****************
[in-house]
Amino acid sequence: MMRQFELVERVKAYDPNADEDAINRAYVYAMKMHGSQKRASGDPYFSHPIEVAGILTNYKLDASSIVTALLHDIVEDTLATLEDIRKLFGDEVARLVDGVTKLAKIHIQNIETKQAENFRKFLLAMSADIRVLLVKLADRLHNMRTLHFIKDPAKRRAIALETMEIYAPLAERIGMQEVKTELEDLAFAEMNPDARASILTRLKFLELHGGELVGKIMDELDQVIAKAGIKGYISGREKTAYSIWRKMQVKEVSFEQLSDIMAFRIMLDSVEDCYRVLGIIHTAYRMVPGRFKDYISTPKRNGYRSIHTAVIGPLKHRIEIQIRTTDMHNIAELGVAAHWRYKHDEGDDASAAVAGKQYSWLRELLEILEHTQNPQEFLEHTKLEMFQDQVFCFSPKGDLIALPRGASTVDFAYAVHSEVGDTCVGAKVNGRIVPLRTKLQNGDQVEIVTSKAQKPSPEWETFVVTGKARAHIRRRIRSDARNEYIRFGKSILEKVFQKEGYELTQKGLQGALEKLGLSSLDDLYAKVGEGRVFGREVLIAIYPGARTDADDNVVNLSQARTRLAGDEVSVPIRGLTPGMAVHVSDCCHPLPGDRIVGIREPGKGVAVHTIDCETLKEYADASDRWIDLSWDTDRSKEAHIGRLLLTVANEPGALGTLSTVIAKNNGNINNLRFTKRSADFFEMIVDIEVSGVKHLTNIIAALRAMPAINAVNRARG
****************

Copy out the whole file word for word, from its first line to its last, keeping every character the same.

[in-house]
Amino acid sequence: MMRQFELVERVKAYDPNADEDAINRAYVYAMKMHGSQKRASGDPYFSHPIEVAGILTNYKLDASSIVTALLHDIVEDTLATLEDIRKLFGDEVARLVDGVTKLAKIHIQNIETKQAENFRKFLLAMSADIRVLLVKLADRLHNMRTLHFIKDPAKRRAIALETMEIYAPLAERIGMQEVKTELEDLAFAEMNPDARASILTRLKFLELHGGELVGKIMDELDQVIAKAGIKGYISGREKTAYSIWRKMQVKEVSFEQLSDIMAFRIMLDSVEDCYRVLGIIHTAYRMVPGRFKDYISTPKRNGYRSIHTAVIGPLKHRIEIQIRTTDMHNIAELGVAAHWRYKHDEGDDASAAVAGKQYSWLRELLEILEHTQNPQEFLEHTKLEMFQDQVFCFSPKGDLIALPRGASTVDFAYAVHSEVGDTCVGAKVNGRIVPLRTKLQNGDQVEIVTSKAQKPSPEWETFVVTGKARAHIRRRIRSDARNEYIRFGKSILEKVFQKEGYELTQKGLQGALEKLGLSSLDDLYAKVGEGRVFGREVLIAIYPGARTDADDNVVNLSQARTRLAGDEVSVPIRGLTPGMAVHVSDCCHPLPGDRIVGIREPGKGVAVHTIDCETLKEYADASDRWIDLSWDTDRSKEAHIGRLLLTVANEPGALGTLSTVIAKNNGNINNLRFTKRSADFFEMIVDIEVSGVKHLTNIIAALRAMPAINAVNRARG